Acts 13:22

Acts 13:22

And when he had removed him
Either by death, or rejected him from being king while he was living; ( 1 Samuel 15:23 ) ( 16:1 )

he raised up unto them David to be their king;
who was of the tribe of Judah, and who was raised from a very mean condition, from keeping of sheep, to sit upon the throne of Israel:

to whom also he gave testimony, and said, I have found David;
a type of the Messiah; he chose him to be king, sent Samuel to anoint him, and at length set him on the throne: the apostle adds, as a further account of him,

the son of Jesse;
who lived at Bethlehem, where the Messiah was to be born, and who was a person of no great note and figure in Israel; and this is mentioned as an illustration of the distinguishing goodness of God to David. It follows,

a man after mine own heart;
on whom the heart of God was set, and who had an interest in his heart's love, and to whom he was exceeding grateful and acceptable; God took great delight and pleasure in him, in the general course of his life, and in his principles, aims, and designs; he was as he would have him to be:

which shall fulfil all my will;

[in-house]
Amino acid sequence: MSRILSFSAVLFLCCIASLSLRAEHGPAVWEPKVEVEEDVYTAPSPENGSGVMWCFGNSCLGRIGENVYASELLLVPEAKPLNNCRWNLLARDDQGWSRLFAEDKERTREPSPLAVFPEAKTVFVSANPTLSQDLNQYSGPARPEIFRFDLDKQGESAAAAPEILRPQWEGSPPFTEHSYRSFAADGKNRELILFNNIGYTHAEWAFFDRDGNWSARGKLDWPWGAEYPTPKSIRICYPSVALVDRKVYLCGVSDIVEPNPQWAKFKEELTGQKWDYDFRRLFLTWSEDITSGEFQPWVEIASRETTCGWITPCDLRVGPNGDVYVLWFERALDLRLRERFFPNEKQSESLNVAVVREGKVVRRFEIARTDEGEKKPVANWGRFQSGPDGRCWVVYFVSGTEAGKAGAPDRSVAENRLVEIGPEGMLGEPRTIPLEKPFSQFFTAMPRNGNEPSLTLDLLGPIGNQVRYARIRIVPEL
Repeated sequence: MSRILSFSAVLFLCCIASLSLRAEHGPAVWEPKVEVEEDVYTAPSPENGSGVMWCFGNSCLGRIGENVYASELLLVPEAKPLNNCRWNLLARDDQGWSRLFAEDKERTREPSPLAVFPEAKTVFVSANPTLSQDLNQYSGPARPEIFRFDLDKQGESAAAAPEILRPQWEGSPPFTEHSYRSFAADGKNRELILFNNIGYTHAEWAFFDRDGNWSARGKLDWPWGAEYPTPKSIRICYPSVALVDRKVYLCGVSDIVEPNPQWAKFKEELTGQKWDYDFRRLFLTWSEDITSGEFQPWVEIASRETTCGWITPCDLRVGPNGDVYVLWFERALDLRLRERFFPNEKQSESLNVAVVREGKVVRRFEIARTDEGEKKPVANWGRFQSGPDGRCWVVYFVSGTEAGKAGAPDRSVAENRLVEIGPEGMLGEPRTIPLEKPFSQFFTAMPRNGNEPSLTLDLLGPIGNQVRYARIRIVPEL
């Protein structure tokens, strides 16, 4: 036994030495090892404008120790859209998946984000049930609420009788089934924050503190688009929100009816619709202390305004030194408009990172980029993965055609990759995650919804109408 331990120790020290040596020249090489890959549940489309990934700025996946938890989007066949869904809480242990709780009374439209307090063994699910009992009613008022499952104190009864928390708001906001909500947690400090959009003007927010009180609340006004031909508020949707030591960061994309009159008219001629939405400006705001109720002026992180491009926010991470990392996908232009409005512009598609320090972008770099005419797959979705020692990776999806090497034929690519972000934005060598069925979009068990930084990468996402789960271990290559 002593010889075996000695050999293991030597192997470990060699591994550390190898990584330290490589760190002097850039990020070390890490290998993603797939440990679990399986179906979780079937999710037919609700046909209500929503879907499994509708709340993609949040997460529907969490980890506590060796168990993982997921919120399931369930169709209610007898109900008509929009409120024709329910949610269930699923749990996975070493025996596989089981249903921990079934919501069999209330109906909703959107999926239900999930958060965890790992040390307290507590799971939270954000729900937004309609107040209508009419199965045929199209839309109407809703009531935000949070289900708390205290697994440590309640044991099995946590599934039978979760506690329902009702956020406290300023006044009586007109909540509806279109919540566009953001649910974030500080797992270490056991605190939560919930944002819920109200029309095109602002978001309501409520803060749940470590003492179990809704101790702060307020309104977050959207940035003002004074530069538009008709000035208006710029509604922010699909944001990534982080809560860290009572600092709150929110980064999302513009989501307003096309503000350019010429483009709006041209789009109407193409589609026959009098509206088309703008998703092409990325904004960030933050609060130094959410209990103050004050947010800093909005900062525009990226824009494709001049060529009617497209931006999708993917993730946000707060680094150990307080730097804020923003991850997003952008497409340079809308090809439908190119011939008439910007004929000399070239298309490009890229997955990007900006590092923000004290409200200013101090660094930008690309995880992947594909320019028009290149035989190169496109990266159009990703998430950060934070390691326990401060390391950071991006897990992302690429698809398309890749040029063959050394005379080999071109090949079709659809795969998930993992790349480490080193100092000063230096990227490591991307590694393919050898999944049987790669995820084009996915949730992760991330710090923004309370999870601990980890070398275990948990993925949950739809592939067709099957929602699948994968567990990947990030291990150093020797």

in governing the people, subduing their enemies, settling the order of divine worship and service, and preparing things for the building of the temple; and who also had a regard to all the commandments of God, and walked in them, though he was not without his sins and infirmities: now these words are not to be found together in anyone passage, as they might be thought to be from the manner in which they are produced, they being cited as a testimony delivered by the Lord, saying these concerning David; but where? the first part of them, "I have found David", is expressed in ( Psalms 89:20 ) and yet the passage there seems to have respect to David's antitype; and to be understood not literally of David, but mystically and typically of Christ, David's son, with whom the whole psalm agrees; rather therefore this is implied in ( 1 Samuel 13:14 ) where also the next words, "a man after mine own heart", are to be met with; where it is thus expressed, though not by the Lord, but by Samuel; "the Lord hath sought him a man after his own heart"; and as he sought one, so he found one, which was his servant David; but then what follows, is not recorded there nor any where else, in express terms, concerning David, "which shall fulfil all my will"; what comes nearest to them, are the words of the Lord to Cyrus, ( Isaiah 44:28 ) "and shall perform all my pleasure"; and Cocceius is of opinion, that the above words are taken from hence by the apostle, and applied to David, because of his concern in the building of the temple; his heart was set upon it, and he made great preparations for it according to the will of God, and did fulfil all it was the pleasure of God he should, respecting this affair; upon the whole, the apostle seems not to have any reference to anyone particular passage of Scripture, bearing a testimony to David's character, but to what is to be collected from them in general, as a divine testimony in favour of him.